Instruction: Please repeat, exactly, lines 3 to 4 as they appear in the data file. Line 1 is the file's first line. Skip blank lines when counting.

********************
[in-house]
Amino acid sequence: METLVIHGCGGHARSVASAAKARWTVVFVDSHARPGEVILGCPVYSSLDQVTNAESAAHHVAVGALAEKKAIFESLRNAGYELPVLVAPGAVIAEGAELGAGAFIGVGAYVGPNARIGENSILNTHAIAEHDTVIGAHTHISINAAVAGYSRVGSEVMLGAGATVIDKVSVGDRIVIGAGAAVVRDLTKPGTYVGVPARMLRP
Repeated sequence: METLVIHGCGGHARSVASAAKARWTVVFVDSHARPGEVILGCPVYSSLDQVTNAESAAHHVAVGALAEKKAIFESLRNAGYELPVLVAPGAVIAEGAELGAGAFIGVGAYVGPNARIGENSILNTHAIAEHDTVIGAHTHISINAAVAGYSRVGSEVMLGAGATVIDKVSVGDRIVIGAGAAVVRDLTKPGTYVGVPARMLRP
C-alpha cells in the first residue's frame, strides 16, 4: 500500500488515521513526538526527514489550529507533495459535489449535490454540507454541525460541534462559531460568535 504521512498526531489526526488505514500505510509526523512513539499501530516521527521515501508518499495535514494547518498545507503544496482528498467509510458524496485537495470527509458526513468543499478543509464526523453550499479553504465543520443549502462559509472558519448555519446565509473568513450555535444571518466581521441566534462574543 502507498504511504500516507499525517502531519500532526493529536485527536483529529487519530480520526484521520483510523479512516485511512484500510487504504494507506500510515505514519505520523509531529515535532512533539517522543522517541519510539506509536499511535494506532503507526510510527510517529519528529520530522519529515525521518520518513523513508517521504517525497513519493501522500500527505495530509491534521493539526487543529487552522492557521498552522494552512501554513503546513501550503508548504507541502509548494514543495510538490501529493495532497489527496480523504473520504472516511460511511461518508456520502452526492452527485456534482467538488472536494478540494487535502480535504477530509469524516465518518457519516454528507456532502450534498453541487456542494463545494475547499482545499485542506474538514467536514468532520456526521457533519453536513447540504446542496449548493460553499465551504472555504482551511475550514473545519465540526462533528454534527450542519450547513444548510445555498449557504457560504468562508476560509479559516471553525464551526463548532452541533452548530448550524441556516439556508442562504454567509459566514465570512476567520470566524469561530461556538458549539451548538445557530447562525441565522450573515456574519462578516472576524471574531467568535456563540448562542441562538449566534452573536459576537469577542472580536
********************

Repeated sequence: METLVIHGCGGHARSVASAAKARWTVVFVDSHARPGEVILGCPVYSSLDQVTNAESAAHHVAVGALAEKKAIFESLRNAGYELPVLVAPGAVIAEGAELGAGAFIGVGAYVGPNARIGENSILNTHAIAEHDTVIGAHTHISINAAVAGYSRVGSEVMLGAGATVIDKVSVGDRIVIGAGAAVVRDLTKPGTYVGVPARMLRP
C-alpha cells in the first residue's frame, strides 16, 4: 500500500488515521513526538526527514489550529507533495459535489449535490454540507454541525460541534462559531460568535 504521512498526531489526526488505514500505510509526523512513539499501530516521527521515501508518499495535514494547518498545507503544496482528498467509510458524496485537495470527509458526513468543499478543509464526523453550499479553504465543520443549502462559509472558519448555519446565509473568513450555535444571518466581521441566534462574543 502507498504511504500516507499525517502531519500532526493529536485527536483529529487519530480520526484521520483510523479512516485511512484500510487504504494507506500510515505514519505520523509531529515535532512533539517522543522517541519510539506509536499511535494506532503507526510510527510517529519528529520530522519529515525521518520518513523513508517521504517525497513519493501522500500527505495530509491534521493539526487543529487552522492557521498552522494552512501554513503546513501550503508548504507541502509548494514543495510538490501529493495532497489527496480523504473520504472516511460511511461518508456520502452526492452527485456534482467538488472536494478540494487535502480535504477530509469524516465518518457519516454528507456532502450534498453541487456542494463545494475547499482545499485542506474538514467536514468532520456526521457533519453536513447540504446542496449548493460553499465551504472555504482551511475550514473545519465540526462533528454534527450542519450547513444548510445555498449557504457560504468562508476560509479559516471553525464551526463548532452541533452548530448550524441556516439556508442562504454567509459566514465570512476567520470566524469561530461556538458549539451548538445557530447562525441565522450573515456574519462578516472576524471574531467568535456563540448562542441562538449566534452573536459576537469577542472580536